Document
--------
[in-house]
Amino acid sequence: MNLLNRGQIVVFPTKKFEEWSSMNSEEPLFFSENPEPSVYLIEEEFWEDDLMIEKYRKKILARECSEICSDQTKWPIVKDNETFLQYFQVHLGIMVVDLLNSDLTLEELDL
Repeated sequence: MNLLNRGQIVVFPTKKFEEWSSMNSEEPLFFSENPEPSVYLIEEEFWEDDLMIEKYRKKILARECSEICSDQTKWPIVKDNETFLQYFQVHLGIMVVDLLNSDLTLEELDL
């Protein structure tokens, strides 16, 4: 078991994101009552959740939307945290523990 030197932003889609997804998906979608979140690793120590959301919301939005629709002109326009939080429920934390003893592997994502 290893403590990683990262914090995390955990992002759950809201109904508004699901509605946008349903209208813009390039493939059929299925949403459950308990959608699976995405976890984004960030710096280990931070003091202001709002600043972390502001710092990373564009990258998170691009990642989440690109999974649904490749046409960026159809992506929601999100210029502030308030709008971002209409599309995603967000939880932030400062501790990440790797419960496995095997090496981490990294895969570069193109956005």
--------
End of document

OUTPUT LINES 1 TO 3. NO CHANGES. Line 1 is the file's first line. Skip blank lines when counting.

[in-house]
Amino acid sequence: MNLLNRGQIVVFPTKKFEEWSSMNSEEPLFFSENPEPSVYLIEEEFWEDDLMIEKYRKKILARECSEICSDQTKWPIVKDNETFLQYFQVHLGIMVVDLLNSDLTLEELDL
Repeated sequence: MNLLNRGQIVVFPTKKFEEWSSMNSEEPLFFSENPEPSVYLIEEEFWEDDLMIEKYRKKILARECSEICSDQTKWPIVKDNETFLQYFQVHLGIMVVDLLNSDLTLEELDL